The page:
Quantcast
StarBulletin.com

Adventure inspired PR professional


By

POSTED: Wednesday, July 08, 2009

Maryellen “;Meg”; Thompson, who helped launch the East-West Center as its first public relations director, died May 8 at a nursing home in San Diego after complications from a fall. She was 94.

Thompson's daughter, Joan Thompson, of La Jolla, Calif., said her mother came to Hawaii from California early in 1952 and worked for the Hawaiian Broadcasting System, which became KGMB-TV that year.

Thompson had a 40-year career in mass media and public relations in Hawaii, California, Alaska, Japan and Washington.

She left Hawaii in 1969 for San Diego, where she worked for Project Concern and Rady Children's Hospital.

She was an adventurer with a passion for travel, her daughter said. Her La Jolla home had a map on the wall with hundreds of pins identifying the places she had visited.

Thompson was born in Grand Haven, Mich., and grew up in the Chicago area. She earned a bachelor's degree in journalism from the University of Illinois.

She worked during World War II at what is now Elmendorf Air Force Base in Anchorage, Alaska. After the war she was sent to Tokyo as an information program and policy officer on Gen. Douglas MacArthur's headquarters staff.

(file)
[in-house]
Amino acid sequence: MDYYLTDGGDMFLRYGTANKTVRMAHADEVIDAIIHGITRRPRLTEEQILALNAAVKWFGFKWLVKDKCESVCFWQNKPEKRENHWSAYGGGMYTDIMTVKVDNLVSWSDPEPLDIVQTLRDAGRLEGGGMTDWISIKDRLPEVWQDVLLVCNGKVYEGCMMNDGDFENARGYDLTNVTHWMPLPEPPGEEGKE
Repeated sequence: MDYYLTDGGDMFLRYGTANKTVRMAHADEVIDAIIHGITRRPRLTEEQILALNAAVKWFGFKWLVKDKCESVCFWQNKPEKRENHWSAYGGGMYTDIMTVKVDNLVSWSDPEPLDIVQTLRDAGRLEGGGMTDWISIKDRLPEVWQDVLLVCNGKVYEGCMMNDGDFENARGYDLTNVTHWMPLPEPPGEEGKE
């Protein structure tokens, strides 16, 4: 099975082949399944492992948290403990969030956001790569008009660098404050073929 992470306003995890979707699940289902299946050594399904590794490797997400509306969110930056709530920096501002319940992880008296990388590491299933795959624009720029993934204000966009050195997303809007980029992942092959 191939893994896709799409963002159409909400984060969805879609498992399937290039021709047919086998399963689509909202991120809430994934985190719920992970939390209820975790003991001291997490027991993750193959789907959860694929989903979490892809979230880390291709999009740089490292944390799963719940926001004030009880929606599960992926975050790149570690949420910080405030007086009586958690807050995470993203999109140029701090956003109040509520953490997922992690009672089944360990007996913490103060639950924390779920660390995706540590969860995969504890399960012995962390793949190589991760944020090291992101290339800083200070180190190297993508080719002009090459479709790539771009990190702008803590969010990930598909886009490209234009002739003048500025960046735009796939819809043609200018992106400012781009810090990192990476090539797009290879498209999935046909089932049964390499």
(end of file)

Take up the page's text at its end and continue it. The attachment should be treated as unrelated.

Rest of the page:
Later she worked for the U.S. Information Agency in Washington, D.C., and the U.S. State Department in Honolulu.

She spent a year studying newspapers throughout Asia on a grant from the Association of Women in Communications, known then as Theta Sigma Phi.

She returned to school in her 40s and earned a master's degree in international relations from the University of Southern California.

Thompson considered the East-West Center her most fascinating job, according to a news release. While there seven years, she organized three Asian-American Women's conferences.

“;She enjoyed meeting people from different cultures and hosted parties for them,”; her daughter said.

She also worked for the Red Cross in Honolulu for several years in the mid-1950s.

“;She had a very illustrious career and won a lot of awards,”; her daughter said. She was listed in “;Who's Who in America,”; “;Who's Who in Public Relations,”; “;Men and Women of Hawaii”; and “;Who's Who of American Women.”;

She retired in the late 1970s and traveled extensively to Germany and the Netherlands for three books she wrote about her family history. They are available in the Mormon Family History Library in Salt Lake City.

She also worked as a consultant for other researchers. She was on the board of directors of the San Diego Genealogical Society for six years and was president for a year.

Thompson was active in the National League of American Pen Women and was treasurer of the chapter in San Diego for several years.

She was a volunteer for the La Jolla Presbyterian Church's thrift shop and the police department of the University of California, San Diego.

She is also survived by a sister, Pat Davis. Internment was at Mount Emblem Cemetery in Elmhurst, Ill.